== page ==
Responding to today’s publication of the Messenger Review, Ricky Bhabutta, joint chair of the BMA’s medical managers committee, said:
“We welcome today’s review into leadership in health and social care and are pleased to see that it addresses many of the crucial problems we highlighted in our submissions to it: the need for career-long management training, clear routes to progression, mentorship, and diversity in leadership.
“Managers in the NHS provide often inspirational leadership under almost impossible conditions – what this review shows is that the institutions around them need to live up to their example. An ‘institutional inadequacy’ in the way management is trained, developed and valued, as reported here, is simply not good enough when such amazing work is being done on the front line. There is a vast untapped well of potential and talent in the NHS that can be unleashed if we can just get the structures right. We echo the report’s acknowledgement of the need to give medical managers the tools they need to do their jobs.
“It is good to see the government accepting the seven recommendations in the report but the proof will be in delivery. A single set of unified, core leadership and management standards for NHS managers delivered through accredited training is a welcome but ambitious goal and we will be following progress closely on how it is implemented. Similarly, we support the ambition to empower our leaders so that ‘roles in challenged areas are seen as the best jobs rather than the most feared jobs’ – acknowledging the difficulty of these jobs would be an excellent first step from government.
“It is also good to see the government accepting the need for diversity in leadership. “Embedding inclusive leadership practice as the responsibility of all leaders” is certainly important, but the government must also appreciate that issues around terms and condition, as well as a lack of job security, can discourage certain groups from taking the risk of management roles, leading to homogenous leadership teams. We hope that any reforms will keep this in mind.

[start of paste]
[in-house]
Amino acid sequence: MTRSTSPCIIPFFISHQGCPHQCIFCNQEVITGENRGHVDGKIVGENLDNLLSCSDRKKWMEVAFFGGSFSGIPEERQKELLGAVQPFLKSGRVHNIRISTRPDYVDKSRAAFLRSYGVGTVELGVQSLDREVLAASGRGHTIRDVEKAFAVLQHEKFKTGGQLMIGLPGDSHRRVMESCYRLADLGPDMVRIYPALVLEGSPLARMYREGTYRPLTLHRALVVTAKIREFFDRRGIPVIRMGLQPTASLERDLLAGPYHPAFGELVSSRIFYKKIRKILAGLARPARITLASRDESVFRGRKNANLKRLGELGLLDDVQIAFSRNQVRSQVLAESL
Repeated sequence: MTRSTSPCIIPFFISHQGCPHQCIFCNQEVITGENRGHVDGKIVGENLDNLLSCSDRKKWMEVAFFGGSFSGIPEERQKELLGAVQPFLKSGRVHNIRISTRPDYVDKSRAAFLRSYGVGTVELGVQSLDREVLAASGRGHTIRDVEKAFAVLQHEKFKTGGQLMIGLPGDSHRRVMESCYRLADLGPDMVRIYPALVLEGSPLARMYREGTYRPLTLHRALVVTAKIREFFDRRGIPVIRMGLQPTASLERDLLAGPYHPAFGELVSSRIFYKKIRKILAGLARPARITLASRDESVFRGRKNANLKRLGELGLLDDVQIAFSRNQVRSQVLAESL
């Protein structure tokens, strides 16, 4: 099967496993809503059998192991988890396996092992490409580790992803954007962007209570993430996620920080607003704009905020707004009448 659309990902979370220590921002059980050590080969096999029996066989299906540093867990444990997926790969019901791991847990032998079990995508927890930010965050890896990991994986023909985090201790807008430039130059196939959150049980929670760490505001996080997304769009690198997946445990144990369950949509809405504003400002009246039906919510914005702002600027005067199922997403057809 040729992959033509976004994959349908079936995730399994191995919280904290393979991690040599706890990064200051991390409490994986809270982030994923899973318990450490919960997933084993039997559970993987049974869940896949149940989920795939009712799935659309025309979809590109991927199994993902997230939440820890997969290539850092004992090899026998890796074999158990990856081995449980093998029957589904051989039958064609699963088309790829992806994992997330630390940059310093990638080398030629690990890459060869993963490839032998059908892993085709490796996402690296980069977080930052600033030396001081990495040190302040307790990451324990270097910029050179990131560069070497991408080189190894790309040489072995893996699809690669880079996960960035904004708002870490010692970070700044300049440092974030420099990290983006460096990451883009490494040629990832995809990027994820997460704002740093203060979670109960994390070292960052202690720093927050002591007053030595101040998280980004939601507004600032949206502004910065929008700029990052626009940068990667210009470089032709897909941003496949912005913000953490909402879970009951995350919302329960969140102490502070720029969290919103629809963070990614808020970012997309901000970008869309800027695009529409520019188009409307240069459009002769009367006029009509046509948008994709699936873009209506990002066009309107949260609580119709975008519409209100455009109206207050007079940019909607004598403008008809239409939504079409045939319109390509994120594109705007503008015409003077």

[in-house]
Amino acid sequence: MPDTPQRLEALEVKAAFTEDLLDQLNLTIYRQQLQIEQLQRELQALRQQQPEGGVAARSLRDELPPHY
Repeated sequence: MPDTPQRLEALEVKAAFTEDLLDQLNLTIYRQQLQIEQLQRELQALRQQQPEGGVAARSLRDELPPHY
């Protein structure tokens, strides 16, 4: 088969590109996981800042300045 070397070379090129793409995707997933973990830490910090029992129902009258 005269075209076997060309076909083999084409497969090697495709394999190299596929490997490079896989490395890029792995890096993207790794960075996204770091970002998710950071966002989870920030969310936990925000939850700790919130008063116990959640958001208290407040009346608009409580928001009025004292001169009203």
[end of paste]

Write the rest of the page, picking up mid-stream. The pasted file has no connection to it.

“We share the review’s commitment to tackle bad behaviour, end the blame culture and improve working relationships. The need to tackle discrimination and ill treatment, and instead respect the potential for leadership and creativity at all grades, is key: our recent interim racism report found 60% Asian and 57% Black doctors citing racism as a barrier to their career progression. That represents an appalling loss of potential leadership talent as well as a failing of the current institutional setup.
“Medical managers and their teams shouldn’t have to endure an ‘us and them’ mentality: the benefits of a good leadership structure are incalculable for the whole NHS, and as representatives of both medical managers and doctors we embrace the collaborative spirit this review was written in. We will be watching the progress of the Government’s response to these recommendations closely - by giving doctors the right tools we can ensure the conditions where the best candidates – not only the most confident ones – can thrive.”
Notes to editors
The BMA is a professional association and trade union representing and negotiating on behalf of all doctors in the UK. A leading voice advocating for outstanding health care and a healthy population. An association providing members with excellent individual services and support throughout their lives.